Patagonia ~ Where Dietary Rules Don't Apply
It's been 13 years almost exactly since I last traveled internationally. In that time my relationship with food has run the gamut - vegetarian, vegan, gluten-free, soy-free, sugar-free, dairy-free, oil-free...pleasure free! A small handful of foods were always off limits, forbidden, or "scary" depending on the current dietary list of rules that I was following. While many will agree that this sounds like a miserable edible existence, most will also recognize this scenario to be similar to the relationship with food in their own life. Aside from working with counselors and dietitian nutritionist to help normalize a relationship to food, perhaps an even more dramatic approach can support the healing process - travel, international travel.
When traveling internationally, we are at the mercy of the local gastronomy. Even going to a grocery store to hopefully find familiar, safe foods can prove limiting - especially if there is a language barrier, inhibiting the reading of food labels. While many international cultures might promote "healthy foods" in their labeling, the extent to which labeling foods under specific diets is not pervasive as in the US.
International travel begs us to be vulnerable with our food choices, open with our minds and palates, while at the same time tuning in to what foods serve our bodies and provide the most pleasure. For example, if you eat a raw piece of fruit thinking it a healthy choice by most dietary "rules," you may find yourself doubled over with stomach gramps and diarrhea moments later due to foreign bacteria on the fruit, unacceptable to your body's own gastrointestinal culture. On the other hand, you may find only white, refined bread available for toast in the morning, a sandwich in the afternoon, and pasta in the evening. Suddenly your only nourishment option is an ingredient deemed evil by most US lists of dietary rules. This was my recent experience on a trip to the Patagonia Region in South America.
While staying at a first class hotel complete with guided hiking excursions, organic local foods, English menus and wait staff, a seemingly perfect "clean eating" scenario, I was given a list of sandwiches to choose from for a guided day-long trek. Having been mostly gluten-free for the past 10+ years, the food police in my head kicked into high gear..."if you eat that you'll be miserable, so tired and bloated you won't be able to finish the trek!" Turning down the volume on their rants, I chose a hummus sandwich with veggies since I was craving more fresh produce. The next morning, when I was given my lunch sack, I found a six-inch doughy white sandwich with very little hummus or veggies. The food police started shouting again, "yikes, what are you going to eat...you can't eat that!" Next came the voice of the restrictor in my head, left over from my anorexic days. "Oh, no problem, there's an apple and some trail mix. You'll be fine for the 10 mile hike with nearly 3000 feet of elevation gain. You've run marathons on less food!"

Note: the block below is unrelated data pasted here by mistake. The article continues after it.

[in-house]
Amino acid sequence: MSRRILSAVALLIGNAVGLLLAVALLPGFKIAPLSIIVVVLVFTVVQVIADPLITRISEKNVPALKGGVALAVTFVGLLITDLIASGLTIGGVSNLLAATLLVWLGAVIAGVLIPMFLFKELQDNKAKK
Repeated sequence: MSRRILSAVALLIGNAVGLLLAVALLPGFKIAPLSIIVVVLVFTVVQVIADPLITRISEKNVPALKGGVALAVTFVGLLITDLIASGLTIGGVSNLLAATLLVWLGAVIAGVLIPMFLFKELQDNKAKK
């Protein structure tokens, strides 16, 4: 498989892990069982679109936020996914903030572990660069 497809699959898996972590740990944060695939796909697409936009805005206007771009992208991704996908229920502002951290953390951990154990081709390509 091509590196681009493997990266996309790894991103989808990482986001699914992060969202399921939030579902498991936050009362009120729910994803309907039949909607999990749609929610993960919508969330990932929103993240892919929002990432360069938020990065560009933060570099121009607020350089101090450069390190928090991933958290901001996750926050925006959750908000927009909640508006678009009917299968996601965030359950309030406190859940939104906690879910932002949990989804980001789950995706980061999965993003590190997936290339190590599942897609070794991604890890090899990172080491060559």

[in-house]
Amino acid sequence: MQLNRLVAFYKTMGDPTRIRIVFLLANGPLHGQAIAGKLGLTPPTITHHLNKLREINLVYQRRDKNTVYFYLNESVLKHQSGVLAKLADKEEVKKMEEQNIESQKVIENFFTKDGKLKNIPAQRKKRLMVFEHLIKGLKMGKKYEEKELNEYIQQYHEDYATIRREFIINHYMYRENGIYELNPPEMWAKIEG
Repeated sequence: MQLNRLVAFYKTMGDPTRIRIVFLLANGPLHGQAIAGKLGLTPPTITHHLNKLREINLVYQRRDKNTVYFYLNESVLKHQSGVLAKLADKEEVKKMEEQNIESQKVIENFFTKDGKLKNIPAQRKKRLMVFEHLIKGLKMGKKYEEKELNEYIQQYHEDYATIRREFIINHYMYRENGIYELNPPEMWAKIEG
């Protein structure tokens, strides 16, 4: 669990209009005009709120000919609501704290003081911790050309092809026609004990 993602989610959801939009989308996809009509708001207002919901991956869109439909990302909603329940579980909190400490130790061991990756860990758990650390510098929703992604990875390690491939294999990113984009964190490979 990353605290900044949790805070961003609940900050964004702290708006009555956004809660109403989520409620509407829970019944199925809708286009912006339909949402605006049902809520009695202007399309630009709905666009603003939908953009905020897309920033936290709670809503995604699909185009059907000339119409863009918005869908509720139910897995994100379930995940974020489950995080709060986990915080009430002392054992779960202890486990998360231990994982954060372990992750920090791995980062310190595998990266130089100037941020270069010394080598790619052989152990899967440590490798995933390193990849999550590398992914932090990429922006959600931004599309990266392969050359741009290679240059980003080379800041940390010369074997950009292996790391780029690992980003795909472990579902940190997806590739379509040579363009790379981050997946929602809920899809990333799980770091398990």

Fast forward nearly five hours and five miles of climbing later and I was starving! The trail mix and apple were not going to cut it. So, in the presence of a gorgeous mountain view over a pristine glacier lake, surrounded by new hiking friends, I unwrapped the doughy, white, smashed, and slightly soggy sandwich. Making a choice out of self care rather than self control and honoring my hunger I took a bite and then another all the while thinking, "this is the most white-ness I've eaten in probably more than a decade." "Will my body even know what to do with it?" I pushed the self-doubt aside the best I could, trying to pay attention to the where I was and who I was with. After finishing the sandwich, I thought for a moment on what I had just experienced. I realized that I really don't like squished, white bread not because of its refined gluten-filled stature deemed "unclean for consumption" by diet-centered rules, but because, genuinely it's not my thing. I remembered back to school lunches in high school which included an artisan bagel sandwich and remembered why I liked those so much more - they didn't get soggy and held up in a backpack!
With the clouds finally lifting enough off the tops of the peaks we snapped a few more photos and started to pack up for the hike down. Grateful for the sight I was seeing of some of the most famous mountains in the world, Torres del Paine, and grateful for the company I was in, all the dietary rules just didn't seem to apply. Choosing nourishment from the whole experience, even the less desirable food allowed me to relish in the moment rather than being physically, mentally, and emotionally drained by hunger. Becoming an intuitive eater, similar to becoming comfortable with international travel requires patience, vulnerability, trust, gratitude, and compassion - for yourself and the cultures you encounter.
Happy Safe and Delicious Travels!